Sunridge claims ‘misunderstanding’

Lauren Wood | Buy at The city deemed the Vista Ridge apartment complex unsafe after last week's tornado.

Lauren Wood | Buy at
The city deemed the Vista Ridge apartment complex unsafe after last week’s tornado.

By Robbie Ward

Daily Journal

TUPELO – A Texas-based property management company under court order to keep tenants’ belongings in apartments damaged by last week’s tornado says misunderstandings started when Tupelo officials banned occupancy in the structures.

Mayor Jason Shelton threatened legal action Friday against Sunridge Management Group if residents of the high-end Vista Ridge apartments had to pay May rent or remove possessions within five days.

A Lee County judge signed an order Friday preventing removal of anything from the apartments just off North Gloster Street at least until a court hearing next week.

“This thing has been a misunderstanding,” Doug Graham, vice president of Sunridge Management Group, said Wednesday. “The picture is we’re some big, bad landlords and we’re not.”

A destructive tornado with 150 mph winds whirled through the area April 28, damaging many residential and commercial properties in the city and county. It also blew out 200 windows and caused other damage at the 160-unit, 10 -building Vista Ridge.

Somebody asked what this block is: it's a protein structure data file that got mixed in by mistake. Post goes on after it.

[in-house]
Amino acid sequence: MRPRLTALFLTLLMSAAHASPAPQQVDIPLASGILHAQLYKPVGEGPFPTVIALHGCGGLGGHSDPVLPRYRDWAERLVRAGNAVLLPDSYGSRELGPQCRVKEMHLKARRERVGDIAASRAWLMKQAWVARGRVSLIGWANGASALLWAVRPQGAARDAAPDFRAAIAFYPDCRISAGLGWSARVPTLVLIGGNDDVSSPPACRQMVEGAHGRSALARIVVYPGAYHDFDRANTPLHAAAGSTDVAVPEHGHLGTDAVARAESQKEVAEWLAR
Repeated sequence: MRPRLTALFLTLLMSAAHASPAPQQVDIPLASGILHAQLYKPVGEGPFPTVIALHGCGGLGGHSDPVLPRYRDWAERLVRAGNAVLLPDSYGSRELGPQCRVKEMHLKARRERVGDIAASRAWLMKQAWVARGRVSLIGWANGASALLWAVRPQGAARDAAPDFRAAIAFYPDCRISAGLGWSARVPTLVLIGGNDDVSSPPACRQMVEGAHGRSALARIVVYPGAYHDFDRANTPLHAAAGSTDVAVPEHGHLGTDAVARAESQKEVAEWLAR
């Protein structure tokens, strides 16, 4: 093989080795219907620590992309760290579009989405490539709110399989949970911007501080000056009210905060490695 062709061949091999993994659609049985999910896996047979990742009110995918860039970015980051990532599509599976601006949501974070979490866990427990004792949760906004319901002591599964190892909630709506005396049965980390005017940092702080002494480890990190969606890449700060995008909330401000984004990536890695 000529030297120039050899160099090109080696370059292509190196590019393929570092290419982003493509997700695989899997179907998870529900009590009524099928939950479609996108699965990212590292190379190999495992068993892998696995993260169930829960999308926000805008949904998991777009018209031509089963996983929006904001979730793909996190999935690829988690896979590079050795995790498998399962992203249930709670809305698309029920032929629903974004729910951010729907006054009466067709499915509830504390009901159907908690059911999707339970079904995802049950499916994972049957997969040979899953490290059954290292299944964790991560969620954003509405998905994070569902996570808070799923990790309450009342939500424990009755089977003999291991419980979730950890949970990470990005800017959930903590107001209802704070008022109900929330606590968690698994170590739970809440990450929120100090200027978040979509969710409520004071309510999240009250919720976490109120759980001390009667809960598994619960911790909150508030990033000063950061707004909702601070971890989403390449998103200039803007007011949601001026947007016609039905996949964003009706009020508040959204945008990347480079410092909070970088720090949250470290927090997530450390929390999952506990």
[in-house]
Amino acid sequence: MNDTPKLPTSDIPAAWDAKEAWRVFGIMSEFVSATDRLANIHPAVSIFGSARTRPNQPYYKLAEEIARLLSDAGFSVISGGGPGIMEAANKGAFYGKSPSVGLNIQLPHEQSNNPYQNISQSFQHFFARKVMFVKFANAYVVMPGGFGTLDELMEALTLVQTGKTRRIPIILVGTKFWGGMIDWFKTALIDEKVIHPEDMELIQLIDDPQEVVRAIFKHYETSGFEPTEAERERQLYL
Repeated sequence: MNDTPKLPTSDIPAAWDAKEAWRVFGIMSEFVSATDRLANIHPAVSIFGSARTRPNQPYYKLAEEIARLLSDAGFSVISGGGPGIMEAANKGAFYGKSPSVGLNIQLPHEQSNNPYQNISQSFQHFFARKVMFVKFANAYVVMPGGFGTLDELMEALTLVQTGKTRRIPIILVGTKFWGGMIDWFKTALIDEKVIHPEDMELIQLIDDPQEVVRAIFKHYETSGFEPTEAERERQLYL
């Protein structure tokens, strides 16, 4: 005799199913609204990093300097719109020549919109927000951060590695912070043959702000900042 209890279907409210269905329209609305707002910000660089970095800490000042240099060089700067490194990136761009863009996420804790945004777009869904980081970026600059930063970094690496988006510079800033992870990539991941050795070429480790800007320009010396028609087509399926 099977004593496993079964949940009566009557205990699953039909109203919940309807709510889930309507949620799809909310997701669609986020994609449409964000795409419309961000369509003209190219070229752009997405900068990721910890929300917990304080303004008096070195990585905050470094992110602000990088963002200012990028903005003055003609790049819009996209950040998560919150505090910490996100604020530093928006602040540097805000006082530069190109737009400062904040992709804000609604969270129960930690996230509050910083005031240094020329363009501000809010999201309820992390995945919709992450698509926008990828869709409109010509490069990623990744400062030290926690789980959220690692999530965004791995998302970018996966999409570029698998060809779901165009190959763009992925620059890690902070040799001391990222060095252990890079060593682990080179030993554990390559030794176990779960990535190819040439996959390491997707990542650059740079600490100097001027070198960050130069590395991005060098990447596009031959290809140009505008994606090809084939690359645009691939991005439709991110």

Company management anticipated tenants remaining in their units, but Tupelo code enforcement officers posted signs Thursday identifying the apartments as uninhabitable.

“This structure is unsafe and its occupancy has been prohibited by the code official,” stated orange signs left by a city code enforcement officer.

After the city posted the signs, Tupelo’s spokeswoman issued a two-sentence statement that no one with the city had “issued an order of removal.”

“It’s very conflicting and contradicting,” Graham said. “No wonder everybody’s all confused.”

The property management company also rejects claims it intended to charge rent to tenants while power outages remained.

Shelton and Graham spoke by phone on Friday, with Shelton saying nobody should be forced to leave the apartments.

“He was very unfriendly with me,” Graham said. “I expected a little bit more of a team atmosphere.”

Shelton said Wednesday the city never required residents to leave the property.

“That gentleman and I will just have to have a difference of understanding of what happened,” Shelton. “I spoke to him myself on Friday and asked them to provide in writing assurance no one would be kicked out and they didn’t do it.”

As of today, 32 residents remain in two Vista Ridge buildings as contractors work to make all units ready for tenants.

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